At the end of last month, Paraguayan Ambassador to Taiwan Marcial Bobadilla Guillen told a group of Chinese Nationalist Party (KMT) legislators that his president had decided to maintain diplomatic ties with Taiwan, despite pressure from the Chinese government and local businesses who would like to see a switch to Beijing. This followed the Paraguayan Senate earlier this year voting against a proposal to establish ties with China in exchange for medical supplies. This constituted a double rebuke of the Chinese Communist Party’s (CCP) diplomatic agenda in a six-month span from Taiwan’s only diplomatic ally in South America. Last year, Tuvalu rejected an
US President Donald Trump’s administration on Friday last week announced it would impose sanctions on the Xinjiang Production and Construction Corps, a vast paramilitary organization that is directly controlled by the Chinese Communist Party (CCP) and has been linked to human rights violations against Uighurs and other ethnic minorities in Xinjiang. The sanctions follow US travel bans against other Xinjiang officials and the passage of the US Hong Kong Autonomy Act, which authorizes targeted sanctions against mainland Chinese and Hong Kong officials, in response to Beijing’s imposition of national security legislation on the territory. The sanctions against the corps would be implemented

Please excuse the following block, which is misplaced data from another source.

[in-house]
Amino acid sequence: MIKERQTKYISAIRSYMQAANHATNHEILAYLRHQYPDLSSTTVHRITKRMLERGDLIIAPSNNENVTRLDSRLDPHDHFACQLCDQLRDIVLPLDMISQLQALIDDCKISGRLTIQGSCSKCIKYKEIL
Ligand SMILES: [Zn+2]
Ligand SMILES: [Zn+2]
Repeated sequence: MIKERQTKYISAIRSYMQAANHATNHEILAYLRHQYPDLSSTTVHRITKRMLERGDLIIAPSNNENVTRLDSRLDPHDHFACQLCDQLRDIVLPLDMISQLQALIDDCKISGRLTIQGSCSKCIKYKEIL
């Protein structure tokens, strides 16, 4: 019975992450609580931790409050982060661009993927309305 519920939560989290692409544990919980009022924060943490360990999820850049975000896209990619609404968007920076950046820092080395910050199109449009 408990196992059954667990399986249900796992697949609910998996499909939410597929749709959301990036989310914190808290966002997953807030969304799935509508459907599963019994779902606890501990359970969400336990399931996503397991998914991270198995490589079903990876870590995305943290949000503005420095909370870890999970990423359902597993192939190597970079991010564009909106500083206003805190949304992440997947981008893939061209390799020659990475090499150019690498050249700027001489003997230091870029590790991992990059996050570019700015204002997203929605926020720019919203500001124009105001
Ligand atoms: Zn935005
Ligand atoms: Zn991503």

US President Donald Trump on Thursday issued executive orders barring Americans from conducting business with WeChat owner Tencent Holdings and ByteDance, the Beijing-based owner of popular video-sharing app TikTok. The orders are to take effect 45 days after they were signed, which is Sept. 20. The orders accuse WeChat of helping the Chinese Communist Party (CCP) review and remove content that it considers to be politically sensitive, and of using fabricated news to benefit itself. The White House has accused TikTok of collecting users’ information, location data and browsing histories, which could be used by the Chinese government, and pose